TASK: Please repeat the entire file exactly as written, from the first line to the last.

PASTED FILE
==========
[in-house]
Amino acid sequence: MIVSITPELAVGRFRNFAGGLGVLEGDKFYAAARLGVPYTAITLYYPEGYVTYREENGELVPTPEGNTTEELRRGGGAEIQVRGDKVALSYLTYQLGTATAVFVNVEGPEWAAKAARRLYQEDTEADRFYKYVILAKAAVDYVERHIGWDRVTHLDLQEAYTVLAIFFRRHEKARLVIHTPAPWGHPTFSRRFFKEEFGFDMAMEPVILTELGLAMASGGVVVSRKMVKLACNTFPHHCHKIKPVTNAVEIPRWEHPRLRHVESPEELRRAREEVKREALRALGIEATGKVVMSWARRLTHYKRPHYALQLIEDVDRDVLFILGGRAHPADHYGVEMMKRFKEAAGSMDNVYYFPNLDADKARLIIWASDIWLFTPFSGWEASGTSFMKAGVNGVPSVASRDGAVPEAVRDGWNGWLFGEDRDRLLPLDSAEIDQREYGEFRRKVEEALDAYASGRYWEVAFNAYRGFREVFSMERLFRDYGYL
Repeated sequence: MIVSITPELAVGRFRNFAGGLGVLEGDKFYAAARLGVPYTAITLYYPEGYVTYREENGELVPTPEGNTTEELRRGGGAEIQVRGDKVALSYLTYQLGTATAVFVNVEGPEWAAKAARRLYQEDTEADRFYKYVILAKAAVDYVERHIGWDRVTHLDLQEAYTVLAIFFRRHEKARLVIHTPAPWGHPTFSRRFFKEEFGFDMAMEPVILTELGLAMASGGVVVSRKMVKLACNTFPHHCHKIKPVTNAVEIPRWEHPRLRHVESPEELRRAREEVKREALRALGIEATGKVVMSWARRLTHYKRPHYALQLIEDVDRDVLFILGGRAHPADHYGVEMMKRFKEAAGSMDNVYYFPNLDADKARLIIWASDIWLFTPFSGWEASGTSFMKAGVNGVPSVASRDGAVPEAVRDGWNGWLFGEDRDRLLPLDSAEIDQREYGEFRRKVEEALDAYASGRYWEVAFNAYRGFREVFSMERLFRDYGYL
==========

[in-house]
Amino acid sequence: MIVSITPELAVGRFRNFAGGLGVLEGDKFYAAARLGVPYTAITLYYPEGYVTYREENGELVPTPEGNTTEELRRGGGAEIQVRGDKVALSYLTYQLGTATAVFVNVEGPEWAAKAARRLYQEDTEADRFYKYVILAKAAVDYVERHIGWDRVTHLDLQEAYTVLAIFFRRHEKARLVIHTPAPWGHPTFSRRFFKEEFGFDMAMEPVILTELGLAMASGGVVVSRKMVKLACNTFPHHCHKIKPVTNAVEIPRWEHPRLRHVESPEELRRAREEVKREALRALGIEATGKVVMSWARRLTHYKRPHYALQLIEDVDRDVLFILGGRAHPADHYGVEMMKRFKEAAGSMDNVYYFPNLDADKARLIIWASDIWLFTPFSGWEASGTSFMKAGVNGVPSVASRDGAVPEAVRDGWNGWLFGEDRDRLLPLDSAEIDQREYGEFRRKVEEALDAYASGRYWEVAFNAYRGFREVFSMERLFRDYGYL
Repeated sequence: MIVSITPELAVGRFRNFAGGLGVLEGDKFYAAARLGVPYTAITLYYPEGYVTYREENGELVPTPEGNTTEELRRGGGAEIQVRGDKVALSYLTYQLGTATAVFVNVEGPEWAAKAARRLYQEDTEADRFYKYVILAKAAVDYVERHIGWDRVTHLDLQEAYTVLAIFFRRHEKARLVIHTPAPWGHPTFSRRFFKEEFGFDMAMEPVILTELGLAMASGGVVVSRKMVKLACNTFPHHCHKIKPVTNAVEIPRWEHPRLRHVESPEELRRAREEVKREALRALGIEATGKVVMSWARRLTHYKRPHYALQLIEDVDRDVLFILGGRAHPADHYGVEMMKRFKEAAGSMDNVYYFPNLDADKARLIIWASDIWLFTPFSGWEASGTSFMKAGVNGVPSVASRDGAVPEAVRDGWNGWLFGEDRDRLLPLDSAEIDQREYGEFRRKVEEALDAYASGRYWEVAFNAYRGFREVFSMERLFRDYGYL